Emma Primeau highlights the OPLA "Reader Services Core Competencies and RA Toolkit". This resource is a one-stop shop for all the tips, tools and continuing education to fuel a simple, practical and integrated approach to inclusive Readers’ Advisory that is geared to your community.
I have not gone before.
Coinciding with this, I was asked to write my first ever Open Shelf article. Having not read much science fiction, I decided to relate my experiences in educating myself enough to make a self-respecting list of favourites. I had five months to complete my mission (yes, it took me a while to figure out how I could force that Star Trek reference into my intro).
Soon my preparation went into warp speed (honestly, I can’t help myself) and I began reading about science fiction. I realized I had a lot to learn upon discovering that Andre Norton was a woman and Kim Stanley Robinson is a man (I believed the opposite to be true!). I asked around for suggestions, looked on GoodReads, and began to think about my own history with science fiction in popular culture.
I’ve always been a fan of science fiction movies: I saw Star Wars in the theatre (twice) in 1977 and it blew my young mind. Just when my synapses had (more or less) repaired themselves, they got blown all over again with Blade Runner in 1982. I watched the original Star Trek show often, obsessed over Marvel comics and even listened to old-time radio programs like X Minus One which boasted “adventures in which you’ll live in a million could-be years on a thousand may-be worlds.”
I was really into all of it. But I still didn’t seem to have a lot to draw upon for my “Best Bets” list … or did I? Thinking of books I have read, I wondered:
- Is Fahrenheit 451 science fiction?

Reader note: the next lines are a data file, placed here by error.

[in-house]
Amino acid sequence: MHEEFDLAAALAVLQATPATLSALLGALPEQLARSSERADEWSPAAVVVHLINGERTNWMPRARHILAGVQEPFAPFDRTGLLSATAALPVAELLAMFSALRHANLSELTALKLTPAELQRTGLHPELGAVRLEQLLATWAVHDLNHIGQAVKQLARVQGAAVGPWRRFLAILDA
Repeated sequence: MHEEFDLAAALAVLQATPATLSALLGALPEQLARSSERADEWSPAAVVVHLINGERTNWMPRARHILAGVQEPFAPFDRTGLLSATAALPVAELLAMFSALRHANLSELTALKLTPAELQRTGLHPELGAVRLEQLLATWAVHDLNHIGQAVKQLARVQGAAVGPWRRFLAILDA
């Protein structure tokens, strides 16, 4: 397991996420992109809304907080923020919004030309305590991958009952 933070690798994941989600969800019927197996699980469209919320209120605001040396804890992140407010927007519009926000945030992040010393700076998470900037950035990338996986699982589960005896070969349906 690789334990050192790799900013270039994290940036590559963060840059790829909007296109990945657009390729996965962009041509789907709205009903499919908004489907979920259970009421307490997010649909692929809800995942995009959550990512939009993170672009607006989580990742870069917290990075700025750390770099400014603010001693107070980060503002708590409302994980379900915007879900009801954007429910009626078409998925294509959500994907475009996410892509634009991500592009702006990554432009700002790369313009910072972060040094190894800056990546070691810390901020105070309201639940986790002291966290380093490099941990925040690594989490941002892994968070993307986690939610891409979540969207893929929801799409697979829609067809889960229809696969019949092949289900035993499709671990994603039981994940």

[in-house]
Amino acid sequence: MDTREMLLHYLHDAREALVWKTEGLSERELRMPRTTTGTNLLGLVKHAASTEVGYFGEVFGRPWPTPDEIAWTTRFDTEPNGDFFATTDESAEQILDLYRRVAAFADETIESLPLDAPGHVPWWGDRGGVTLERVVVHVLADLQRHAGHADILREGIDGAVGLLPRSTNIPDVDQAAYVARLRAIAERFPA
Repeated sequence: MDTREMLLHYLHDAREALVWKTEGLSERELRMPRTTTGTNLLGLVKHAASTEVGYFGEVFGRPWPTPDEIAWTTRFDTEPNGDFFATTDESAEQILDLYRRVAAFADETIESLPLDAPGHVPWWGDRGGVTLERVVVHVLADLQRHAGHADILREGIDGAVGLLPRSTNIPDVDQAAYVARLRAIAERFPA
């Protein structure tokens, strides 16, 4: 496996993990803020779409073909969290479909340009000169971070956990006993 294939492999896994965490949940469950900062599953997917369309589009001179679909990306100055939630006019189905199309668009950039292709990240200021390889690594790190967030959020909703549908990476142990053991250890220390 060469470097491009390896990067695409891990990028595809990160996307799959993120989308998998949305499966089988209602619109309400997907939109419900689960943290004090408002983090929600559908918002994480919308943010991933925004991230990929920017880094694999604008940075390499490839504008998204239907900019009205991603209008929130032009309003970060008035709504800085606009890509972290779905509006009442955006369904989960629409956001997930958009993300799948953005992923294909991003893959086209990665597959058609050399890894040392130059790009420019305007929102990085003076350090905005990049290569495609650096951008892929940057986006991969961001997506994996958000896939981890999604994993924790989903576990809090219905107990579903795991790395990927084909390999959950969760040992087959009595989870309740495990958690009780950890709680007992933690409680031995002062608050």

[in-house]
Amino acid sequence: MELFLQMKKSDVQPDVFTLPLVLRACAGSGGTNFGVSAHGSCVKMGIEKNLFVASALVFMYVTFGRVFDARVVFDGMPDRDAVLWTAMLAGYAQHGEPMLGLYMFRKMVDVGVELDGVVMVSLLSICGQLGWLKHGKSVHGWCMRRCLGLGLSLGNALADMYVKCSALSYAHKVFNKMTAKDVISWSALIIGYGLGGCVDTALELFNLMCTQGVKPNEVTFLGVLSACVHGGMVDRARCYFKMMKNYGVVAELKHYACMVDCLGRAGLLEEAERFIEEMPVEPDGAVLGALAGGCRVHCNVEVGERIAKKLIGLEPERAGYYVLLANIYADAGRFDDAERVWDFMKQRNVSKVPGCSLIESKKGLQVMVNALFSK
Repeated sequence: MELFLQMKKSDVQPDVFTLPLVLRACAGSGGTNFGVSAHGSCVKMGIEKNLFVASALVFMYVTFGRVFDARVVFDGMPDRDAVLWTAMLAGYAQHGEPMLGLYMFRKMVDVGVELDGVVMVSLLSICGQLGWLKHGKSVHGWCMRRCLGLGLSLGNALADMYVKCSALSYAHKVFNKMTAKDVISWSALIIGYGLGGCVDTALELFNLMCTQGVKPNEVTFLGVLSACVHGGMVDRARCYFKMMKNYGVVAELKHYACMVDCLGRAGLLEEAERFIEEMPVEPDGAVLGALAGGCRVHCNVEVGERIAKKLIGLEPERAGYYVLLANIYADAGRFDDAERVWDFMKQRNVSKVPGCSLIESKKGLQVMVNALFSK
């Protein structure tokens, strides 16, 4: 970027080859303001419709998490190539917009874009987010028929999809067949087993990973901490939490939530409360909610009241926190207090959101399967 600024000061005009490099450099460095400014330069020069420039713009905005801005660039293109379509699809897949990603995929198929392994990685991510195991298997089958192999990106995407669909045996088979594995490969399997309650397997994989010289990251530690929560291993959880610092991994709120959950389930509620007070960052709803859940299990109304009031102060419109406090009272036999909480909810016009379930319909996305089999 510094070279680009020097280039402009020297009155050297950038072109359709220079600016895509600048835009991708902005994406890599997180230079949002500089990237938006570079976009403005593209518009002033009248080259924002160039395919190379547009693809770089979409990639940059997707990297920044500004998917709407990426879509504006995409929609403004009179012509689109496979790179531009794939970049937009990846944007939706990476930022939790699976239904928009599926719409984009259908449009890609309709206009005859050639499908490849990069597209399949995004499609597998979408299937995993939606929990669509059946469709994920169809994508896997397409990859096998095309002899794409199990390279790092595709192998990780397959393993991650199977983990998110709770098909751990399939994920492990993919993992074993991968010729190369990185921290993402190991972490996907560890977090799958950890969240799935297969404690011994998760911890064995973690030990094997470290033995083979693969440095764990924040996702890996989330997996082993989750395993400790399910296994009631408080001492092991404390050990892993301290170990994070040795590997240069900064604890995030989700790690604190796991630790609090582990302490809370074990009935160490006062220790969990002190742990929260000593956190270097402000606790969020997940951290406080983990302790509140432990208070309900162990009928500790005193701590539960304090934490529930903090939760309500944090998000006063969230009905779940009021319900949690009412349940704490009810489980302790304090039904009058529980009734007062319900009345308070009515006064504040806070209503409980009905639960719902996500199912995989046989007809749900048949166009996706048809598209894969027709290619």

- Does Frankenstein count?
- What about Never Let Me Go? The Handmaid’s Tale?
I felt confident about Asimov’s Foundation and Bradbury’s Martian Chronicles being part of the sci-fi genre, as well as Do Androids Dream of Electric Sheep? (which I read after watching Blade Runner, although looking back I don’t think my 13-year-old self was ready for it).
Fortunately, the RA Committee had wisely decided to take a broad and inclusive view and include the long list of sub-genres that reside under the big speculative fiction umbrella.
Once on board, I started to believe I could … umm … “make it so” and a best-of list would be fun. Since I didn’t know what I did or didn’t like in the sub-genres, I was prepared to be malleable and open-minded while simultaneously managing to be neurotic. The more I read about modern science fiction publishing, the more bizarro it was to see how heated the Hugo Awards had become and how the push for more diversity met with such stiff resistance from within the “sci-fi community.”
The debates, such as those mentioned above, have pushed many writers into self-publishing just to sidestep the ugliness (proving that resistance, contrary to what you may have heard elsewhere, is not futile). I wasn’t completely unaware of this ugliness, but I didn’t realize it had got the point where the bozos at Breitbart took it up as an issue. They even attacked Star Trek’s Wesley Crusher … c’mon!
In my reading habits, I am a generally a traditionalist. While this may initially result in missing out on the next big think, like Andy Weir’s The Martian, I typically stick with the printed page and shy away from self-published work. Left to my own devices, I lean towards authors as diverse as Richard Ford all the way to Raymond Carver.
Added to this, I wondered what would happen if I liked Robert Heinlein over Nalo Hopkinson? Is it just me, or is no other genre fraught with such tightrope walking? In moments like this it’s important to recall one of the main tenets of readers’ advisory which is to read free of judgement and guilt. And so I got started …
Most lists I saw placed Frank Herbert’s Dune near the top so I started there, and followed it with as much diverse writing as I could fit in. My preferences would make themselves known in time as I explored the vast universe of science fiction and all its manifestations.
I’m still learning more about the genre and I hope you will want to as well. Join us on April 21 when we say “Engage!” at RA in a Day.
RA In A Day, 2017
Friday, April 21, 2017 | Faculty Club, University of Toronto
41 Willcocks Street
Toronto, ON, M5S 1C7
Member rate $155 / Non-member rate $205
Jeff Dodge is the Collection Development Librarian at Vaughan Public Libraries. He currently sits on the OPLA Readers’ Advisory Committee and the Evergreen Award Committee. He sometimes can’t believe he found a job that provides the same thrill he found as a young kid collecting hockey cards and comics. He can be reached at firstname.lastname@example.org.